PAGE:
I posted back in January about a project I had in mind for our battery charging area at work to automatically turn off the power to the battery chargers if dangerous levels of toxic Hydrogen Sulphide were detected. The project was cancelled but resurrected about 3 months later when another battery failed releasing gas and we looked at this project again and decided it was a good idea to try building it.

Hydrogen Sulphide detector for battery charging areas.

So for the last two months I have been testing it and found that being based on a cheap MQ-136 sensor (good quality H2S sensors are very expensive) it performs reasonably well. With such a cheap sensor accurate readings of H2S are not really possible but it does detect gas and turn off the power which is exactly what we wanted it to do.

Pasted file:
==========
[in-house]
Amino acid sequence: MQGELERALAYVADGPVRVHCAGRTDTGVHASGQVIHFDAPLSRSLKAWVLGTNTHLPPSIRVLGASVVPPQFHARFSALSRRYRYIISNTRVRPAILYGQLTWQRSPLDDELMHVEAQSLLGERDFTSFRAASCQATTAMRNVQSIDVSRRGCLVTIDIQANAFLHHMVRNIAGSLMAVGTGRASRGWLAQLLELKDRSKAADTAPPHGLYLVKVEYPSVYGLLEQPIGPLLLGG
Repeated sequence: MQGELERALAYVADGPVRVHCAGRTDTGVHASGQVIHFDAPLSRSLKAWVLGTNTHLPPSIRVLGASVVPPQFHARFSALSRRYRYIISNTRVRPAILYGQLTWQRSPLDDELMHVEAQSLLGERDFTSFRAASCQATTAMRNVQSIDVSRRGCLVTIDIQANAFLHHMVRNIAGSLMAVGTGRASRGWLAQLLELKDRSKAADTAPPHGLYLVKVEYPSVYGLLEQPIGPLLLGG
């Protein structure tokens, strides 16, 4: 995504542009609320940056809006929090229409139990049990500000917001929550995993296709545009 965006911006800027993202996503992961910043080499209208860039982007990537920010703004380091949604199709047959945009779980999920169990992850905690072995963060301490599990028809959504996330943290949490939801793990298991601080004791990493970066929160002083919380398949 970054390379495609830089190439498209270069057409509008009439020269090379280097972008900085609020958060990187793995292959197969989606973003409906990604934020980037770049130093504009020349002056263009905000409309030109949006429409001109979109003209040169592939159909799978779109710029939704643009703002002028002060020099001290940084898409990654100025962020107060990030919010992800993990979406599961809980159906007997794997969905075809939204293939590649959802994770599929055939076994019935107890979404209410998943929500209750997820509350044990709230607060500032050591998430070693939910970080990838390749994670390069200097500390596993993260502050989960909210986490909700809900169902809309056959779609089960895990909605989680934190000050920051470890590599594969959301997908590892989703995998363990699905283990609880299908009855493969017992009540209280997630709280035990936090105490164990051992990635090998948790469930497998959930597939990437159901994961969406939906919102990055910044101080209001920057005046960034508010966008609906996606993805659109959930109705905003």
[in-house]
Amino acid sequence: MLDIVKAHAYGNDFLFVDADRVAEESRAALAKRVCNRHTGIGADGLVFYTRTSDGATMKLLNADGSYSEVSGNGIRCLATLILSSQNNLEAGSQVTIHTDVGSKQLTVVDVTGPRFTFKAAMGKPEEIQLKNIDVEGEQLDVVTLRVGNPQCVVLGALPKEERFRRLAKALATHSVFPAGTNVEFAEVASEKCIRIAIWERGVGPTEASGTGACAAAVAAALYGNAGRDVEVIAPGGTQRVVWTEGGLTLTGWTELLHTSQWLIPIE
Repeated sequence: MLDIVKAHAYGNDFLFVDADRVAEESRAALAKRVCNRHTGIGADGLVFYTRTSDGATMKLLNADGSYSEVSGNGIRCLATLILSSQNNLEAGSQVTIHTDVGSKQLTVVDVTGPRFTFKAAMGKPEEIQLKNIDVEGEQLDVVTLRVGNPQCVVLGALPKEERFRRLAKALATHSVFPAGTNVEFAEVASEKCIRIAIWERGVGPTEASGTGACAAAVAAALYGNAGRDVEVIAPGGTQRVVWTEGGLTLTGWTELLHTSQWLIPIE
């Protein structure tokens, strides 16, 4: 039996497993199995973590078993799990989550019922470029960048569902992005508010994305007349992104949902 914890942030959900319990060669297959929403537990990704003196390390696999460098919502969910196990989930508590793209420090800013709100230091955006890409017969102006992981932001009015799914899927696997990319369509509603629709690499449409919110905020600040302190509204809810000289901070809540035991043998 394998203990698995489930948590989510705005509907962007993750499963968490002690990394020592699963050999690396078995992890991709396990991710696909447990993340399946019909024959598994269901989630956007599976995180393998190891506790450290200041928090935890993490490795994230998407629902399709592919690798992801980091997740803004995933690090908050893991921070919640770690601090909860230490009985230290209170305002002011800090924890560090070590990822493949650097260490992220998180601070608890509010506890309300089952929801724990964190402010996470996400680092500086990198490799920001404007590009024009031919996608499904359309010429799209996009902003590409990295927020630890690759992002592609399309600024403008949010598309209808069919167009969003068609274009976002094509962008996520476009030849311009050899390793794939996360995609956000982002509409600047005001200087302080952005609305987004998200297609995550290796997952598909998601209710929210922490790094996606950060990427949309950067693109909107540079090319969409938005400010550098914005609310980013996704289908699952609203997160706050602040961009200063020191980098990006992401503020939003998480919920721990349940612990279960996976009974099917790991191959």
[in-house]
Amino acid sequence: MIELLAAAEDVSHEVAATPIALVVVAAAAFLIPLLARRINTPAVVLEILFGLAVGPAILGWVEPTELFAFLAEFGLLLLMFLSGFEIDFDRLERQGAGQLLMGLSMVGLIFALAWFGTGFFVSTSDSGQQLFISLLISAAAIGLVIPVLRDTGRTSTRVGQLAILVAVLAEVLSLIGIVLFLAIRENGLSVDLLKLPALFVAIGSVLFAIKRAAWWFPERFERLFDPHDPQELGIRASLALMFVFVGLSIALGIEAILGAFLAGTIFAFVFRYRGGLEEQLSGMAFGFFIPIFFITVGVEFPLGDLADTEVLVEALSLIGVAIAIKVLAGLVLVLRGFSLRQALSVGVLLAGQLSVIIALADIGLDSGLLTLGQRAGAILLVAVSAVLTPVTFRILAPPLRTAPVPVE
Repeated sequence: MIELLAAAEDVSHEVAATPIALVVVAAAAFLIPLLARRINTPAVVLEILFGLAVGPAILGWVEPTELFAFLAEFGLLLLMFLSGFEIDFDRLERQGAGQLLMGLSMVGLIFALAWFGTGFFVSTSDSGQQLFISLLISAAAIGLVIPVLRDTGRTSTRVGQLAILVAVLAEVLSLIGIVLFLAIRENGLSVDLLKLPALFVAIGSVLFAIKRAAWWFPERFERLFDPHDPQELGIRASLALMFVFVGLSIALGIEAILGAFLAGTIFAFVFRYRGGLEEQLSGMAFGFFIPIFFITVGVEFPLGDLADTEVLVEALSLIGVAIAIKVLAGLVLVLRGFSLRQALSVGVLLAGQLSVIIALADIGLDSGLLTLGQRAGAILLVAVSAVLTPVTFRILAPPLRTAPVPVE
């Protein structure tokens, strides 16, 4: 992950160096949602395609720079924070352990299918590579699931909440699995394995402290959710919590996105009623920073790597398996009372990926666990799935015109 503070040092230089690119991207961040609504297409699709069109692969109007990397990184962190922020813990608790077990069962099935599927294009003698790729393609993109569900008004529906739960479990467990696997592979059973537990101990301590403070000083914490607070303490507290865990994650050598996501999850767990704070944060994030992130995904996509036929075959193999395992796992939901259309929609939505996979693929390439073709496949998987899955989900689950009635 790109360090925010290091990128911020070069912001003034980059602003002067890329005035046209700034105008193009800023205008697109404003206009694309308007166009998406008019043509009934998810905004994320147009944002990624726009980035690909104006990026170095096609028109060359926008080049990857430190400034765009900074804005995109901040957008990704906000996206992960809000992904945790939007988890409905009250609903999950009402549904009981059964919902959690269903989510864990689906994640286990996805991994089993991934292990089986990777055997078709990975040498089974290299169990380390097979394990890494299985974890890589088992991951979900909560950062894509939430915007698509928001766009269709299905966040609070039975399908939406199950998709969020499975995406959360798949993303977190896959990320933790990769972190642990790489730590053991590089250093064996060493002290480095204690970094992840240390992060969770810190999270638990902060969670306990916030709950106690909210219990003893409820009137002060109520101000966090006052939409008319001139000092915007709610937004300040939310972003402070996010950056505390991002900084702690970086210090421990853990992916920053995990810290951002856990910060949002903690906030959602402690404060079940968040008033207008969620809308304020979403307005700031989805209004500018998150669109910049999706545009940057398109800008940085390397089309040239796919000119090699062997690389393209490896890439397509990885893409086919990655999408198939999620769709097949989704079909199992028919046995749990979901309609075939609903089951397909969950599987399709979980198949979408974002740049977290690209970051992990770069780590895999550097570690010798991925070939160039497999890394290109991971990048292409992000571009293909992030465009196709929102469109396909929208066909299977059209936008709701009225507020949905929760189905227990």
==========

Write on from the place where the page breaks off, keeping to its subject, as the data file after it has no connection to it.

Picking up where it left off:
The project is based on an arduino as the controller with warning / status messages displayed on an LCD and gas level from 1-9 shown on an LED display. An alarm sounds when dangerous gas levels are present and the power to the chargers is turned off.